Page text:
"Among the artists who appeared in the stage incident entitled, 'In Our Broadcasting Studio,'  were Estelle Carey, soprano; Tom Williams, baritone; Frank Banta, pianist; Edna Berhans, sorprano; Rosalie Erck, contralto; Sascha Kindler, violinist; Robert Thrane, cellist; Harry Breuer, xylophonist; Ruth Watson, soprano; Richard Bartlett, tenor; Louis Dornay, tenor; Charlotte Bergh, coloratura soprano; and Carlo Berreti, baritone."
Source: "Broadcast Studio on Strand Stage," The Brooklyn Daily Eagle, March 22, 1925, pg. C9. 
WNYC First day of broadcast, July 8th, 1924. 
Municipal Archives Collection.

       WQXR at 75

          (2 Years Ago)
Weegee on Weegee on WQXR

"...One of my last stops was at New York's favorite egg-head station, WQXR. (The WQXR listeners read the New York Post, smoke filter-tipped cigarettes, and like guitar music). Before I got on the air, a woman announcer warned me, 'Now two things, Mr. Weegee: no profanity and no plotting to overthrow the government.' I said, 'Nice to have known you, dearie. As one egghead to another, give me your phone number, so I can take it off my mailing list.' I was really getting around and becoming known all over... "

Source: Weegee by Weegee: An Autobiography, Ziff-Davis, 1961, pg. 84.

Editor's Note: If Weegee, a.k.a. Arthur Fellig, was at WQXR, it was probably in the summer or fall of 1945. At that time the New York Post was a liberal paper owned by Dorothy Schiff.

WNYC's 90th year of broadcasting is upon us. (The actual anniversary is next July 8th.) In this space we'll be linking to various WNYC champions and milestones. This week: WNYC's Resident Man of Words, 1926-1929: Frank Vizetelly.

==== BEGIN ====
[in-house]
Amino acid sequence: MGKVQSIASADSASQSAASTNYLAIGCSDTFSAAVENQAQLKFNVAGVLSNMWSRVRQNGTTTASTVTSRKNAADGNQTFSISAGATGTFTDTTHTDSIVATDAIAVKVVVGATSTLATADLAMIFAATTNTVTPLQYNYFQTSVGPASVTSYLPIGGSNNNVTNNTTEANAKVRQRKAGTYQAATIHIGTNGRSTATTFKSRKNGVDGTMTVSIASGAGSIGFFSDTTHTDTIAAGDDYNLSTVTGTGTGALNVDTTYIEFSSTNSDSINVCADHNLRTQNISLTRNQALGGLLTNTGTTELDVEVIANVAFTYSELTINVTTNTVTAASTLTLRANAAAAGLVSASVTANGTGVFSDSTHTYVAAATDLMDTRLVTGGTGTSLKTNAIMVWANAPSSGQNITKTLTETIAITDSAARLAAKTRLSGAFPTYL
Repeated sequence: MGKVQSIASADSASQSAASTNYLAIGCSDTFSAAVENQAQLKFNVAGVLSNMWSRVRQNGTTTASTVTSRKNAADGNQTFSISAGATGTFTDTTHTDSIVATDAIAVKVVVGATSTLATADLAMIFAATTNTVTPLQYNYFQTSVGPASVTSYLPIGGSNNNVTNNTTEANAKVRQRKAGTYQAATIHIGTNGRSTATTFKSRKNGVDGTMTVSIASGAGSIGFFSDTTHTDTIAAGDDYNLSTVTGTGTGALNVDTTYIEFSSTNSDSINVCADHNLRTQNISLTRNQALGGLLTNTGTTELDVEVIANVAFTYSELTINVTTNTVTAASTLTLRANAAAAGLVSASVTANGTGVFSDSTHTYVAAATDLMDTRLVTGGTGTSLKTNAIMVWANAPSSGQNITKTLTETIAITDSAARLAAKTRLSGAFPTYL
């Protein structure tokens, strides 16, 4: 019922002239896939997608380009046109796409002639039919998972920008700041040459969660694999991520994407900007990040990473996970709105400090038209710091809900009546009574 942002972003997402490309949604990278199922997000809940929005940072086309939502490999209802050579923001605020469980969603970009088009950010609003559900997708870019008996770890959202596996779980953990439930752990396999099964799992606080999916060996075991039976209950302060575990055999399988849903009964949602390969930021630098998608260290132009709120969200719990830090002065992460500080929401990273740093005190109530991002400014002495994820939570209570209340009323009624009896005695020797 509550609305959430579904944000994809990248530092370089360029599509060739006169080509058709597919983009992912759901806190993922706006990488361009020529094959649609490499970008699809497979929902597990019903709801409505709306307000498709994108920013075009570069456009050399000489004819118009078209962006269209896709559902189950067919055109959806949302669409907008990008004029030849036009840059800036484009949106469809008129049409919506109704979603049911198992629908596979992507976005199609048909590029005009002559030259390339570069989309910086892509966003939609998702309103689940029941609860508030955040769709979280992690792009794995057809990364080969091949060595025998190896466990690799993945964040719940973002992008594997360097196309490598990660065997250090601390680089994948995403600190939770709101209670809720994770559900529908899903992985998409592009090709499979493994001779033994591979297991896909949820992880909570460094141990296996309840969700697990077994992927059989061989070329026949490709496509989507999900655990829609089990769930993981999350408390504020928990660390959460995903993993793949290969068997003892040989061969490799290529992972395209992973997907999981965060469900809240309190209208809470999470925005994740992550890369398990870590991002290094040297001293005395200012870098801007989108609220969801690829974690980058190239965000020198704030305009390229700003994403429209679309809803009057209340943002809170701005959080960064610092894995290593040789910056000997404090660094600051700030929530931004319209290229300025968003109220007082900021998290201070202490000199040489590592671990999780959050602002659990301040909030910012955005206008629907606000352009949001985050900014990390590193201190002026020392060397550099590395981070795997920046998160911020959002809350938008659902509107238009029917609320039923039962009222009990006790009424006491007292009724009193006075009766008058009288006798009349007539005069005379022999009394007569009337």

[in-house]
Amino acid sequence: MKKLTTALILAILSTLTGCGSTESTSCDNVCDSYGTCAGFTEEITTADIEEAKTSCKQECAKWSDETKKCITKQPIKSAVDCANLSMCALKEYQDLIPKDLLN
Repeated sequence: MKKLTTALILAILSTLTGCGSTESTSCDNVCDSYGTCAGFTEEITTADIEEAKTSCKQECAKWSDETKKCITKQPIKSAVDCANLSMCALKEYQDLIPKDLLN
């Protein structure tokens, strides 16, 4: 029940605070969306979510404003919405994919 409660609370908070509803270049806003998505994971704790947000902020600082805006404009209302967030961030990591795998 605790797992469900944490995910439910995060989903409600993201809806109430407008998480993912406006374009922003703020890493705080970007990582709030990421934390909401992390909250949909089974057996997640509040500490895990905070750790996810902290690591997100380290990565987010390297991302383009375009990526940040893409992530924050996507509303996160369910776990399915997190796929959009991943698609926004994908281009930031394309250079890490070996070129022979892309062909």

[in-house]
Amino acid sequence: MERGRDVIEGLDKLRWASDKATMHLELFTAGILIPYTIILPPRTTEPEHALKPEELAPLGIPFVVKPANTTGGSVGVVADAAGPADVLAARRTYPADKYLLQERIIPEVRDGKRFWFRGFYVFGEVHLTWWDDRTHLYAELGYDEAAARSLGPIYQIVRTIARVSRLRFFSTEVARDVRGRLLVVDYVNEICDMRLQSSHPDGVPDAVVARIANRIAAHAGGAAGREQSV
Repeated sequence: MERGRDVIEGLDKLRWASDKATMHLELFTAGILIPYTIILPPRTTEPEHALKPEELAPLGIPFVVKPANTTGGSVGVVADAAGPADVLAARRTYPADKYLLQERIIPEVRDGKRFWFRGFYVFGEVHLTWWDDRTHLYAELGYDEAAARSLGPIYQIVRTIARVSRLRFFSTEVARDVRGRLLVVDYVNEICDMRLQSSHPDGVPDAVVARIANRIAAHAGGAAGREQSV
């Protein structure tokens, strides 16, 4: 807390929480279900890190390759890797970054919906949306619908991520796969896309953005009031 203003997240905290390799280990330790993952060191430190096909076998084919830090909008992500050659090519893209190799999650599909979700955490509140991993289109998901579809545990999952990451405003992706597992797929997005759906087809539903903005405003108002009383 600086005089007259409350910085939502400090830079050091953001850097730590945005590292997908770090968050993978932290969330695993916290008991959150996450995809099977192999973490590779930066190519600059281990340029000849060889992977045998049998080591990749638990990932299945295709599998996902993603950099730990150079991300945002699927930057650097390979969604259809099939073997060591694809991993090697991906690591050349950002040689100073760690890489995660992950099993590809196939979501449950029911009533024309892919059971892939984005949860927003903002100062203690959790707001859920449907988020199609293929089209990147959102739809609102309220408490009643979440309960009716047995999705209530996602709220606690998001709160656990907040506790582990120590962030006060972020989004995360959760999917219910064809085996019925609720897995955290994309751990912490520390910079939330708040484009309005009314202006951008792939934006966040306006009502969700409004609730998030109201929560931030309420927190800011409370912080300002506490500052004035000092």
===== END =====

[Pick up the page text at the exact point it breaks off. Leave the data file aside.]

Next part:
This week The Metropolitan New York Library Council announced its 2013 Digitization Grant Awards. Among the winners, a joint proposal from NYPR and NYAM (New York Academy of Medicine) to make available on the web 40 hours of WNYC NYAM programs from the 1950s.

The $25,000 grant will cover the especially labor-intensive cleaning and digitization of aluminum-based 16" lacquer broadcast transcription discs. Among the noteworthy voices to be digitized: Margaret Mead, Raymond Firth, René Dubos, Milton Helpern, Paul Dudley White, Sidney Farber, and Norbert Wiener. Thank you METRO!

Released this week on the web: Lorraine Hansberry in 1961, Anthony Lewis in 1967, Thomas Wilfred, Martin Garbus, Earl Reiback and David Halberstam in 1968, all with host Patricia Marx.

In 1941 Maestro John Barbirolli was the Conductor of The New York Philharmonic-Symphony Society Orchestra. In February of that year he wrote an essay about conducting on the radio for the WQXR Program Guide. Read it here: BARBIROLLI.

Special thanks this week to video producer Amy Pearl for donating to the archives some particularly psychotic WNYC hate mail she saved from the late 1990s. Also, thanks go out to ARSC member Mike Devecka for donating several dozen WWII era and post-war transcription discs of news related events and speeches.

A belated thanks to Chief Concert Engineer Ed Haber for donating 15 reels of his WNYC program, Folkwave to the WNYC Archive Collections.

The 75th anniversary of the Orson Welles broadcast of The War of the Worlds is approaching fast. Tune in to the various commemorative events on Facebook at: WOWTW75. And on Twitter.

The WNYC Facebook page has a station timeline (1922-present) with more than 607 milestones, photos, and links to audio. (Right hand column)

We're also working on the WQXR Facebook timeline. (1929 - present)

Do your friends want to subscribe to this newsletter? Have them sign up at: NEWSLETTERS.

Check out the @mayorlaguardia Twitter feed straight from the WNYC broadcasts! His Honor now has 468 followers.

The WNYC Archives is on Twitter with 1,450 followers @wnycarchives. We tweet daily reminders of, and links to, WNYC broadcasts from that day in the past.

We’ve got a Tumblr page too! More than 5,000 followers. Check it out at:
WNYC Archives in the…